Engineering the microstructure and spatial bioactivity of granular biomaterials to guide vascular patterning

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In tissues where the vasculature is either lacking or abnormal, biomaterial interventions can be designed to induce vessel formation and promote tissue repair. The porous architecture of biomaterials plays a key role in influencing cell infiltration and inducing vascularization by enabling the diffusion of nutrients and providing structural avenues for vessel ingrowth. Microporous annealed particle (MAP) scaffolds are a class of biomaterial that inherently possess a tunable, porous architecture. These materials are composed of small hydrogel particles, or microgels, that pack together to produce an interconnected, porous network. We first demonstrated that the particle fraction in MAP scaffolds serves as a bioactive cue for cell growth. To control this bioactive cue, we developed methods to form MAP scaffolds with user-defined particle fractions to reproducibly assess mechanical properties, macromolecular diffusion, as and cell responses. We then modulated the microstructure of the MAP scaffolds by changing microgel size as well as the spatial bioactivity using heterogeneous microgel populations to promote de novo assembly of endothelial progenitor-like cells into vessel-like structures. Through a combination of in silico and in vitro experimentation, we found that the microstructure (dimension of the void), integrin binding, and growth factor sequestration were all shown to guide vascular morphogenesis. We then demonstrated that the findings produced in a reductionist model of vasculogenesis translated to an in vivo effect on vessel formation in both dermal wounds and glioblastoma tumors.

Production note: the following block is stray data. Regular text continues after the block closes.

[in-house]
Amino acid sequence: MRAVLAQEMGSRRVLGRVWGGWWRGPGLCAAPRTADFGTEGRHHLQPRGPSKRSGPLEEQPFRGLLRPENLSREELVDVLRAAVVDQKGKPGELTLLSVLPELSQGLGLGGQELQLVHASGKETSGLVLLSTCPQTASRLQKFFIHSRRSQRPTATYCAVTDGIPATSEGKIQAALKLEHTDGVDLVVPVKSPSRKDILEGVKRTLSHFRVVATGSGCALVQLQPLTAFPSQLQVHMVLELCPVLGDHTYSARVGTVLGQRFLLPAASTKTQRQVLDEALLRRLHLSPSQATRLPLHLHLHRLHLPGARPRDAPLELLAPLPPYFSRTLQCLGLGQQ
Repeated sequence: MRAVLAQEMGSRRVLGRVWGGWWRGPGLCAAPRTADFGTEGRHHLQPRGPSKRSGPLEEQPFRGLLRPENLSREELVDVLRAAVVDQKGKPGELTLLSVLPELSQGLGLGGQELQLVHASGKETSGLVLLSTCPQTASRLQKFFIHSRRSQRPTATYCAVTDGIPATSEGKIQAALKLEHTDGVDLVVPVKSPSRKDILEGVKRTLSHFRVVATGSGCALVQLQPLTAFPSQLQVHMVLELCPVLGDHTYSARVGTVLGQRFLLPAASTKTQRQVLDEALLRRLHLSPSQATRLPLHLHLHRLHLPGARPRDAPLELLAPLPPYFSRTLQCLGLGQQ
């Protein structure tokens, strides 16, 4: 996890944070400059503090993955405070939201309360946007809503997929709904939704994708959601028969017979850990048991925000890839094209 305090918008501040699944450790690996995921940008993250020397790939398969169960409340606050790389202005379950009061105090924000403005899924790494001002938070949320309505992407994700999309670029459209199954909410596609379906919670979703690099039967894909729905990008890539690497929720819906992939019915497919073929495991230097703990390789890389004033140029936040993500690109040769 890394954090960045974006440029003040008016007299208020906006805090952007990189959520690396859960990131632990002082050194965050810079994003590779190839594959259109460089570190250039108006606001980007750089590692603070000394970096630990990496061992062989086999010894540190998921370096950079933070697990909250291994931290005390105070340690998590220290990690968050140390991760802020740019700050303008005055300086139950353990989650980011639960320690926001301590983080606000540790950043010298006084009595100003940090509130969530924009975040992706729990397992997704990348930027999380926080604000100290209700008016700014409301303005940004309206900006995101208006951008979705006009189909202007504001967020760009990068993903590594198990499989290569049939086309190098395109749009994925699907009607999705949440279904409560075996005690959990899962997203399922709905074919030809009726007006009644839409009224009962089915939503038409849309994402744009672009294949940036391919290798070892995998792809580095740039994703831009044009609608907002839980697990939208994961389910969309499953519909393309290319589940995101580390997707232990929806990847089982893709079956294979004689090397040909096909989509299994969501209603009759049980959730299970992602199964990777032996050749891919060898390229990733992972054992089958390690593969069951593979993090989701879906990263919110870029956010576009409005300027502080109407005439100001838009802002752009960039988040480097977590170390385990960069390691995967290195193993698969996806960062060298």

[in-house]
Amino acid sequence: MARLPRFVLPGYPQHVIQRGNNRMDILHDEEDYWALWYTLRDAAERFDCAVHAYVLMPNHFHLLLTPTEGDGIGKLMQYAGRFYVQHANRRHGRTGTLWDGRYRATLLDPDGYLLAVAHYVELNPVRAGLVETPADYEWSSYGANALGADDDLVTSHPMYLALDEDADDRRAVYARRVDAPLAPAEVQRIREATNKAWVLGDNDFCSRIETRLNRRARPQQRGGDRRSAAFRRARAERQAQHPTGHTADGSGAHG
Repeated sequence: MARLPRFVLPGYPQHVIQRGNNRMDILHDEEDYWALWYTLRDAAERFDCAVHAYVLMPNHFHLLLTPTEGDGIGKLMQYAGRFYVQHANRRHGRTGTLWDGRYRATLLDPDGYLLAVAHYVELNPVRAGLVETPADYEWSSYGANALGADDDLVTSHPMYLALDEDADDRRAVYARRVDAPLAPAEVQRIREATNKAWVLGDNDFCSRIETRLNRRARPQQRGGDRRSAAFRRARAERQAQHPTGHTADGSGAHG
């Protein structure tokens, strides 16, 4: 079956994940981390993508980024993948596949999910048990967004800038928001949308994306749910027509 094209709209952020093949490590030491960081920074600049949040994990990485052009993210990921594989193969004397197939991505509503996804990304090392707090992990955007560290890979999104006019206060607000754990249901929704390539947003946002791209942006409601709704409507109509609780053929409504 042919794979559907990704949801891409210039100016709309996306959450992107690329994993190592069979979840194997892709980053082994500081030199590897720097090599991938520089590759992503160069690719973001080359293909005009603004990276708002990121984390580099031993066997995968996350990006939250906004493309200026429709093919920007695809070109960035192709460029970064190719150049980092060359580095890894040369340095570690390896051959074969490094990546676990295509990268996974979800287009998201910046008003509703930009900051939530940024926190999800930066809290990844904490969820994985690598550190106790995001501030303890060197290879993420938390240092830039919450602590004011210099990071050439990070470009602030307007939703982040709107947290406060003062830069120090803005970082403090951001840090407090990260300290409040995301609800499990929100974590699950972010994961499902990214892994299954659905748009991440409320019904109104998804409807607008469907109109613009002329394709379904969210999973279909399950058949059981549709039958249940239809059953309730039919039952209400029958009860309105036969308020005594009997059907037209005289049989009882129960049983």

Anderson, Alexa R. (2023). Engineering the microstructure and spatial bioactivity of granular biomaterials to guide vascular patterning. Dissertation, Duke University. Retrieved from


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